I think that's a very wise choice to stay on 4.2.3. One point to note though about the load balancer in JBM 1.4.0 sp3. There are two different components that load balance.
1. Round Robin connection when using the clustered connection factory. What this means is that if you are using the clustered connection factory, each connection you request you will get a connection to a different server. Messages being consumed or being added will go to that server.
2. Suckers - the suckers pull messages from one machine to the other to try to balance the load. So in a clustered queue, one machine will pull from the other. But it will only pull messages if it's queue is empty. So the queue has to be completely empty in order to start to look for messages elsewhere.
Cautions and Warnings about using a clustered queue:
1. Selectors don't work clusterwide. This means that while you may add a selector, it will only select from the server that it is connected by. If you have a consumer that has a selector and the server queue that it is connected to has messages, but doesn't match the selector, no load balancing will take place. Because there's still a message in the queue, it just doesn't match your selector. It's important to understand that selectors don't work in a clustered scenerio, because they are the solution to many jms antipatterns.
2. Queue Browse doesn't work clusterwide. Since this is a peer to peer server setup, there is no way to browse the entire queue, because a small piece of that queue is on each server. I suppose we could write something that would gather the queue contents from each machine and send them back, but by the time they got back the data would be stale. A clustered queue-browse is just not feasible with the current setup.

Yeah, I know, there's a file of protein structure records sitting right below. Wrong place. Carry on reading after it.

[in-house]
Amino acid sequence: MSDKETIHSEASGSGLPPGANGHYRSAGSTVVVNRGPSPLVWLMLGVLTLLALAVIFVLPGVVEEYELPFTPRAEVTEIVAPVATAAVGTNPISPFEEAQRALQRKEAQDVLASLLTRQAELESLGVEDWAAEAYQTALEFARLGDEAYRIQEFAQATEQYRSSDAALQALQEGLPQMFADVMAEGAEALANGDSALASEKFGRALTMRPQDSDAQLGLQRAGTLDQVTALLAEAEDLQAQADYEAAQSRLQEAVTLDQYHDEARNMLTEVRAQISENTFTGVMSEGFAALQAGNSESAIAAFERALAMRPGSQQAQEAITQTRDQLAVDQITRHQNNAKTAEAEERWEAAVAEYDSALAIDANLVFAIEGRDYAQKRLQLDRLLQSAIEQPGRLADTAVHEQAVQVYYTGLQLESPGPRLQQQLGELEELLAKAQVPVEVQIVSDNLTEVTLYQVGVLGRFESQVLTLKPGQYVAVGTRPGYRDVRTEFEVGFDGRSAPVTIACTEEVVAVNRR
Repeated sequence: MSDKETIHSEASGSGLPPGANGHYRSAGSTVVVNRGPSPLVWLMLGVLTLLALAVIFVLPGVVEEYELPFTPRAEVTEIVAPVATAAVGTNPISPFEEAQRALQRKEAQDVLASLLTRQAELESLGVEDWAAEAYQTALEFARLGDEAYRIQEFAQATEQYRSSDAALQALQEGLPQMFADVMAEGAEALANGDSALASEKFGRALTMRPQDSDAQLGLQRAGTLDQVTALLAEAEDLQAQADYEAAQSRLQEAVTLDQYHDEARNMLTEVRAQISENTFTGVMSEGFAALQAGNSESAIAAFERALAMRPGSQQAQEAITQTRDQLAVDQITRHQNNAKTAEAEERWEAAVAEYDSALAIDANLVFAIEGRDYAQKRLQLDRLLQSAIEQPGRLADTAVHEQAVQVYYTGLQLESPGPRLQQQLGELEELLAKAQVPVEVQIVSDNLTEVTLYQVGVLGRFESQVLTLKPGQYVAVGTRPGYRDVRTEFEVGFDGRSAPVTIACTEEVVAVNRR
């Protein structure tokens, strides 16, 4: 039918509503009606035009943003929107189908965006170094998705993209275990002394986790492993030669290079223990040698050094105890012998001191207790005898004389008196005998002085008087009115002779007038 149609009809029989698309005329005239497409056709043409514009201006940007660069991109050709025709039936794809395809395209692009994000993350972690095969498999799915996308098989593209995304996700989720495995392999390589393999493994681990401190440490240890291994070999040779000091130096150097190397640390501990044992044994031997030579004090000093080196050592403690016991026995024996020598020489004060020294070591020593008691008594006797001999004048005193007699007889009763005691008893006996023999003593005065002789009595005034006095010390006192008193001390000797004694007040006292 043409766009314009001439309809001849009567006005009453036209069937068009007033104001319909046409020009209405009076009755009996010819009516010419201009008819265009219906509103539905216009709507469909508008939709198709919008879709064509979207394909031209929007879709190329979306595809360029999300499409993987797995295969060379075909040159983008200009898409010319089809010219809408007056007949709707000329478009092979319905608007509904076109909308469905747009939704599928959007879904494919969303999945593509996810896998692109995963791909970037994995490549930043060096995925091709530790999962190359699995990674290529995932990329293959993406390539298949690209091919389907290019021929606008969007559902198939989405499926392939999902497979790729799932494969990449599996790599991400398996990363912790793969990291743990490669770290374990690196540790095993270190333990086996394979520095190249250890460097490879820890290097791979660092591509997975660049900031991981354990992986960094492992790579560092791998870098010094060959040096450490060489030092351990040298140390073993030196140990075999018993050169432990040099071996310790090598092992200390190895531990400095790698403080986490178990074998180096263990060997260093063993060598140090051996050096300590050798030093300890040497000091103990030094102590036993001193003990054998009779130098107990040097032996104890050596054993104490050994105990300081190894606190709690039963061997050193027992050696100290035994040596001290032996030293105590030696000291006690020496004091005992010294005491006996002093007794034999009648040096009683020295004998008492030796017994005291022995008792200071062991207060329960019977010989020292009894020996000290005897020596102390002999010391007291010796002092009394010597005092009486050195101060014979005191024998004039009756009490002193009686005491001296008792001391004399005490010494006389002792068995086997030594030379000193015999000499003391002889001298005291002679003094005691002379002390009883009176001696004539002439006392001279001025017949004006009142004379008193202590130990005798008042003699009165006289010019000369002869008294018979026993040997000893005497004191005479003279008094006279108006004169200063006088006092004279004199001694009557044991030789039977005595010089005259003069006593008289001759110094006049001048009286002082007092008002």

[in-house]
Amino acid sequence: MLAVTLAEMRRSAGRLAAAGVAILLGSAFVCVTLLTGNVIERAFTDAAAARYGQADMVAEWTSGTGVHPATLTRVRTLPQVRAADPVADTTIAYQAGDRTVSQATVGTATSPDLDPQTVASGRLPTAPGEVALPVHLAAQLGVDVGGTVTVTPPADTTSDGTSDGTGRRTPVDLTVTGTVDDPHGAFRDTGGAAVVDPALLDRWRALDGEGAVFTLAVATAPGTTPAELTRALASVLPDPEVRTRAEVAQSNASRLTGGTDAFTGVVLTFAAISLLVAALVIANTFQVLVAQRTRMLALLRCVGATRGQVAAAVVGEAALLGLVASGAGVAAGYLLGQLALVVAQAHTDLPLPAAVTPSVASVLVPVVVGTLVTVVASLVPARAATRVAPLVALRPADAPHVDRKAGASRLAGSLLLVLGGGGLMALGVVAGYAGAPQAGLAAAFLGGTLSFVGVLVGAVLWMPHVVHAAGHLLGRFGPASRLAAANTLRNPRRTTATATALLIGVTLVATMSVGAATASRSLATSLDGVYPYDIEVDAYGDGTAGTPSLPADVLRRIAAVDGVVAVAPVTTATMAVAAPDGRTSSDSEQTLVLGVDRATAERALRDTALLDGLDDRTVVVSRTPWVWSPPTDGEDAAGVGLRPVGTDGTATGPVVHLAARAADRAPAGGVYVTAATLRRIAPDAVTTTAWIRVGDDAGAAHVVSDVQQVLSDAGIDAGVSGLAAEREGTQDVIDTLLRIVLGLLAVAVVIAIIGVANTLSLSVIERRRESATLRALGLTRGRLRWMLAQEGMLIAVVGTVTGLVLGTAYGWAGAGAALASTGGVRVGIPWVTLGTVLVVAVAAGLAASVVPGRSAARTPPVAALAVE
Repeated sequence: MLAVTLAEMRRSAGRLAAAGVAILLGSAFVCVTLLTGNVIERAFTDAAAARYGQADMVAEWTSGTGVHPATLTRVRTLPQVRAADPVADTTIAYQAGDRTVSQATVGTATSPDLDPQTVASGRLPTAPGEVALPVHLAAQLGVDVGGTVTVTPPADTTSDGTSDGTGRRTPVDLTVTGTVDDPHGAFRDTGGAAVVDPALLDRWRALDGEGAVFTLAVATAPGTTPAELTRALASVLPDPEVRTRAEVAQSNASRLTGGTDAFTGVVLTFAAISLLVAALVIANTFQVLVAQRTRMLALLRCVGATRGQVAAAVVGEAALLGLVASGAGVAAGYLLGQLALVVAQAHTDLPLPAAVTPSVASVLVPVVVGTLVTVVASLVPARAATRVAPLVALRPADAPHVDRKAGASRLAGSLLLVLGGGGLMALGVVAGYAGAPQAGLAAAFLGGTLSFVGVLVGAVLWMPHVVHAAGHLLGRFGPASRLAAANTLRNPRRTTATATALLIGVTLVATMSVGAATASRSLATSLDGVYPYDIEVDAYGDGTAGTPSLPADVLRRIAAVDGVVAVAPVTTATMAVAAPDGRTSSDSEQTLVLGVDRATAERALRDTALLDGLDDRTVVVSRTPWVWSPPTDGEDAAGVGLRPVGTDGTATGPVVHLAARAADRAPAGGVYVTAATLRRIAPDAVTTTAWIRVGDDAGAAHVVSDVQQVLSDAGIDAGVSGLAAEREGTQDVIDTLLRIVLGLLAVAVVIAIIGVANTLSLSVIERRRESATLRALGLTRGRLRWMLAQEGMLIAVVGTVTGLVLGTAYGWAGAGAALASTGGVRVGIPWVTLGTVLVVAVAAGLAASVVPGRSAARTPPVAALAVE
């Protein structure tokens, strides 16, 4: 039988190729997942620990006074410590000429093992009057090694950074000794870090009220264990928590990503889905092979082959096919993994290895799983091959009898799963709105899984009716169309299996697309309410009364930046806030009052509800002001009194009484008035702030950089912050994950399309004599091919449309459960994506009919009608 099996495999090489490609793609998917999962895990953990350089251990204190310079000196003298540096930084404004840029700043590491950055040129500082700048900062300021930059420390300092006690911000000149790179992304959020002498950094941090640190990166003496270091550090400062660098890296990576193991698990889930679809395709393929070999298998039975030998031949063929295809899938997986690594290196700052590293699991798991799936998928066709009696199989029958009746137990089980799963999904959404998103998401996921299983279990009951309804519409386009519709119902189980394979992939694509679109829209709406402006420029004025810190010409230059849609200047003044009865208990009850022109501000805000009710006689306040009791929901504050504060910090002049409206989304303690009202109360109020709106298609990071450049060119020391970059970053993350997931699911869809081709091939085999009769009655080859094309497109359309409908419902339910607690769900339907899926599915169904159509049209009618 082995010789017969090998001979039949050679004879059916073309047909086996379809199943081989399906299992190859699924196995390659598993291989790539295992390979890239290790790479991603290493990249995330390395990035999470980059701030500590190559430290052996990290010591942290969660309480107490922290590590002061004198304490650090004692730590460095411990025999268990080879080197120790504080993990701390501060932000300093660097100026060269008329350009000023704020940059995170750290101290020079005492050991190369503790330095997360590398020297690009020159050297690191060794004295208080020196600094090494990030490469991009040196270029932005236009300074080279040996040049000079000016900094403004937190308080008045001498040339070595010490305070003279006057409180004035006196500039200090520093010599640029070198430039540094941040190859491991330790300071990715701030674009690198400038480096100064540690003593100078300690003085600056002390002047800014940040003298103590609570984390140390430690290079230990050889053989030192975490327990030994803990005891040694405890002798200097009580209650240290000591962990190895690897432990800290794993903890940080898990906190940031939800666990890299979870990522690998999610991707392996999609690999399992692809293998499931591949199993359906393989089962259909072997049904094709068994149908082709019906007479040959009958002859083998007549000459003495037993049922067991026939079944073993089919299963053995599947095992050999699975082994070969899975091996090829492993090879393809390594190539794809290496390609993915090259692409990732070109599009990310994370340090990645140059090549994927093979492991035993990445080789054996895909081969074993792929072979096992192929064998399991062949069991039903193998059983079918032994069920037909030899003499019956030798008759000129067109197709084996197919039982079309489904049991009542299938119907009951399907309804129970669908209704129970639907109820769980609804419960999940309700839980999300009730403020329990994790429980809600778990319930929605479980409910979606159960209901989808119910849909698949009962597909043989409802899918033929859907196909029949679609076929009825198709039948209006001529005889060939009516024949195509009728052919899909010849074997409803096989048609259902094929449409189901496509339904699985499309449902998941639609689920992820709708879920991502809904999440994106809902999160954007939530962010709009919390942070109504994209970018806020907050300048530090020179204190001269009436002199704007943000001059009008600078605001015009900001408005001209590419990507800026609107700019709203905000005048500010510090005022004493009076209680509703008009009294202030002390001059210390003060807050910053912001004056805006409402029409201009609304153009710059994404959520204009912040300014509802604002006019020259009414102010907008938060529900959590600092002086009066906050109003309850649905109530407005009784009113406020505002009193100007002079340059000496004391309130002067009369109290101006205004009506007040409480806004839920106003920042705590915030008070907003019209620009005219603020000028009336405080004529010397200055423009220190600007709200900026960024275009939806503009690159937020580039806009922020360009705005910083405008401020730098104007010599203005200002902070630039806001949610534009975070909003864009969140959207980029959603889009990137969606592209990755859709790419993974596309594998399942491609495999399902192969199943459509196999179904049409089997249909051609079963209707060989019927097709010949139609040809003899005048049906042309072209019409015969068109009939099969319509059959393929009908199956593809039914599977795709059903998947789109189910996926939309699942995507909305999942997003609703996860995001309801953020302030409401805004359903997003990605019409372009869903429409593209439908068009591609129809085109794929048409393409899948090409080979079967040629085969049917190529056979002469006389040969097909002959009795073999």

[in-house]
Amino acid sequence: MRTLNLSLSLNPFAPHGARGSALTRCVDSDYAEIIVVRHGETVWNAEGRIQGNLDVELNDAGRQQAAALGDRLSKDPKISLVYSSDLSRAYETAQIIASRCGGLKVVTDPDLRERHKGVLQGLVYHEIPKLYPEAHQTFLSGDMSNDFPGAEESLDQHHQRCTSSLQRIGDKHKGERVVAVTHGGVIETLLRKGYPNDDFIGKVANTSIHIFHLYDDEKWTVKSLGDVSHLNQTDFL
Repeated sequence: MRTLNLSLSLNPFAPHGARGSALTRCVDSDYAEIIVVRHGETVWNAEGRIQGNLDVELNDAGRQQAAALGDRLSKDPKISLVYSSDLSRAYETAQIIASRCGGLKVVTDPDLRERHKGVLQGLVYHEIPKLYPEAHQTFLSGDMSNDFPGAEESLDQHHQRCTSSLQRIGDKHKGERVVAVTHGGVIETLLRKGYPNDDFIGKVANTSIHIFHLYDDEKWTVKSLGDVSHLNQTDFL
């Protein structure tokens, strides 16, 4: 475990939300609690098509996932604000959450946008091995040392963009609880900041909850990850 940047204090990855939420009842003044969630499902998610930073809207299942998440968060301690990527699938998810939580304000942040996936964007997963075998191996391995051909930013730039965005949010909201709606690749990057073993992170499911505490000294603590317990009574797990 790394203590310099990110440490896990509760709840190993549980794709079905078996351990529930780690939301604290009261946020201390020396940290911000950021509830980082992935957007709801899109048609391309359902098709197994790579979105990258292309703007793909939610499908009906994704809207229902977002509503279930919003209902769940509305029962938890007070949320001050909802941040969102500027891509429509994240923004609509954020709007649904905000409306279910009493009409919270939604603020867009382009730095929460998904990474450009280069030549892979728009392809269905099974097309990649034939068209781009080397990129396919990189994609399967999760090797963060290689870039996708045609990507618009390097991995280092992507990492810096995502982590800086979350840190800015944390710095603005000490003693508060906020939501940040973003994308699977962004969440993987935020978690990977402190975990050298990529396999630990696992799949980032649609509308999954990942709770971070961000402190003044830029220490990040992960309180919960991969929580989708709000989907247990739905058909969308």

Hopefully you won't fall into any of these gotyas.
I was hoping very much on the working of selectors in a cluster (In fact I read the same point on the JBM wiki this morning :) )
It was one reason of wanting to have a JBoss MQ in HA (Not sure if the selector behavior is same in MQ as well)
There are some notifications which flow in from a external entity into the enterprise tier and this needs to pushed into the web tier so that its pushed again to the browser (using DWR/cometd).
I was relying on the fact that the web tier could listen based on some selector say (login ID) and we apply that selector on these external notifications so that is picked up by the node where he has logged in.
I was under the assumption that clustered destinations are not bound to any server and expected it to be picked by the right consumer
Guess need to find an alternate way to solve this :)
Also just to be clear, Round Robin and Sucker works only on "Clustered" destinations right ?